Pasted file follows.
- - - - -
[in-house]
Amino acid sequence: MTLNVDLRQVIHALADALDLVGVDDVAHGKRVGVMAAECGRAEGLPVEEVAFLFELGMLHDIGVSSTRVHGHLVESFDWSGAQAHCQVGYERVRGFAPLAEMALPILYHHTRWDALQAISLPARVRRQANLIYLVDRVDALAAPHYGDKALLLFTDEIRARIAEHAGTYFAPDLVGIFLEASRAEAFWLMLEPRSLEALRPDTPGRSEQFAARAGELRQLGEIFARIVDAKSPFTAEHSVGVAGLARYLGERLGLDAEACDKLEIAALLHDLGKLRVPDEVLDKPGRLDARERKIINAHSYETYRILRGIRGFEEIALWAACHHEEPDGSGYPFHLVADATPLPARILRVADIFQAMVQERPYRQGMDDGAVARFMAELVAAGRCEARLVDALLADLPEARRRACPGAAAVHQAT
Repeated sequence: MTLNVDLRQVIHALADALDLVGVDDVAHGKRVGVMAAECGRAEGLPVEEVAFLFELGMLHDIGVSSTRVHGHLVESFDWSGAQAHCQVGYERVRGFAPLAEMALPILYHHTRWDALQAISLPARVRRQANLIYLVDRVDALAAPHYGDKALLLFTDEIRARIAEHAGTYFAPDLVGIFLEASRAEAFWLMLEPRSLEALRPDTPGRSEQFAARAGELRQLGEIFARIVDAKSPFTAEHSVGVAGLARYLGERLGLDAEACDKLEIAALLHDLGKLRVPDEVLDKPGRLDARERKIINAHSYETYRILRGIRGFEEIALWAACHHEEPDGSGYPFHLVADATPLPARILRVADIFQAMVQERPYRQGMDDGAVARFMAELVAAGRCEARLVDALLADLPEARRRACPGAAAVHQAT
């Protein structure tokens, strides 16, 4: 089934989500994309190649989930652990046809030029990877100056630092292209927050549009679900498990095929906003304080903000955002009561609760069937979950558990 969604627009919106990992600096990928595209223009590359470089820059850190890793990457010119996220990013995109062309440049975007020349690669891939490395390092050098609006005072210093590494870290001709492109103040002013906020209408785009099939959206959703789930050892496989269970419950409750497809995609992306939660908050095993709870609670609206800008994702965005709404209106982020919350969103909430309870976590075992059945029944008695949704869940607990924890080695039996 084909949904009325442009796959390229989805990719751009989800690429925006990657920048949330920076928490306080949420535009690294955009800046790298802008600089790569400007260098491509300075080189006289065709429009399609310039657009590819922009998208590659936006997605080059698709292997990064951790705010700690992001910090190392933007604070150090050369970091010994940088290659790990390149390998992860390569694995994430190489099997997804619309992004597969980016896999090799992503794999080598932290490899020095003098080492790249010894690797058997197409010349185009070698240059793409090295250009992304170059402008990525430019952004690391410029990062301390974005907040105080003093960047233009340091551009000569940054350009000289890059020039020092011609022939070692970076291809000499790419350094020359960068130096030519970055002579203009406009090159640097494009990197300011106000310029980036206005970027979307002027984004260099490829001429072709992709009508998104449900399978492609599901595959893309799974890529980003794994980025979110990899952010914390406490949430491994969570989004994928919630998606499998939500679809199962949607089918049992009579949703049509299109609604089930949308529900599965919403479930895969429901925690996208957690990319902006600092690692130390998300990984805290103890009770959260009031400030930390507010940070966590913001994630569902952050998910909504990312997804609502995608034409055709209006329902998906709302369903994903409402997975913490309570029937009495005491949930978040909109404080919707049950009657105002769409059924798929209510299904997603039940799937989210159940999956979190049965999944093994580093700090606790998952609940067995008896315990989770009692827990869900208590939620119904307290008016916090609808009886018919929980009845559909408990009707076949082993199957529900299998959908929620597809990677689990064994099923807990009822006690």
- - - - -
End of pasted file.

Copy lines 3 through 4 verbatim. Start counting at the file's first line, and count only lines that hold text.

Repeated sequence: MTLNVDLRQVIHALADALDLVGVDDVAHGKRVGVMAAECGRAEGLPVEEVAFLFELGMLHDIGVSSTRVHGHLVESFDWSGAQAHCQVGYERVRGFAPLAEMALPILYHHTRWDALQAISLPARVRRQANLIYLVDRVDALAAPHYGDKALLLFTDEIRARIAEHAGTYFAPDLVGIFLEASRAEAFWLMLEPRSLEALRPDTPGRSEQFAARAGELRQLGEIFARIVDAKSPFTAEHSVGVAGLARYLGERLGLDAEACDKLEIAALLHDLGKLRVPDEVLDKPGRLDARERKIINAHSYETYRILRGIRGFEEIALWAACHHEEPDGSGYPFHLVADATPLPARILRVADIFQAMVQERPYRQGMDDGAVARFMAELVAAGRCEARLVDALLADLPEARRRACPGAAAVHQAT
């Protein structure tokens, strides 16, 4: 089934989500994309190649989930652990046809030029990877100056630092292209927050549009679900498990095929906003304080903000955002009561609760069937979950558990 969604627009919106990992600096990928595209223009590359470089820059850190890793990457010119996220990013995109062309440049975007020349690669891939490395390092050098609006005072210093590494870290001709492109103040002013906020209408785009099939959206959703789930050892496989269970419950409750497809995609992306939660908050095993709870609670609206800008994702965005709404209106982020919350969103909430309870976590075992059945029944008695949704869940607990924890080695039996 084909949904009325442009796959390229989805990719751009989800690429925006990657920048949330920076928490306080949420535009690294955009800046790298802008600089790569400007260098491509300075080189006289065709429009399609310039657009590819922009998208590659936006997605080059698709292997990064951790705010700690992001910090190392933007604070150090050369970091010994940088290659790990390149390998992860390569694995994430190489099997997804619309992004597969980016896999090799992503794999080598932290490899020095003098080492790249010894690797058997197409010349185009070698240059793409090295250009992304170059402008990525430019952004690391410029990062301390974005907040105080003093960047233009340091551009000569940054350009000289890059020039020092011609022939070692970076291809000499790419350094020359960068130096030519970055002579203009406009090159640097494009990197300011106000310029980036206005970027979307002027984004260099490829001429072709992709009508998104449900399978492609599901595959893309799974890529980003794994980025979110990899952010914390406490949430491994969570989004994928919630998606499998939500679809199962949607089918049992009579949703049509299109609604089930949308529900599965919403479930895969429901925690996208957690990319902006600092690692130390998300990984805290103890009770959260009031400030930390507010940070966590913001994630569902952050998910909504990312997804609502995608034409055709209006329902998906709302369903994903409402997975913490309570029937009495005491949930978040909109404080919707049950009657105002769409059924798929209510299904997603039940799937989210159940999956979190049965999944093994580093700090606790998952609940067995008896315990989770009692827990869900208590939620119904307290008016916090609808009886018919929980009845559909408990009707076949082993199957529900299998959908929620597809990677689990064994099923807990009822006690």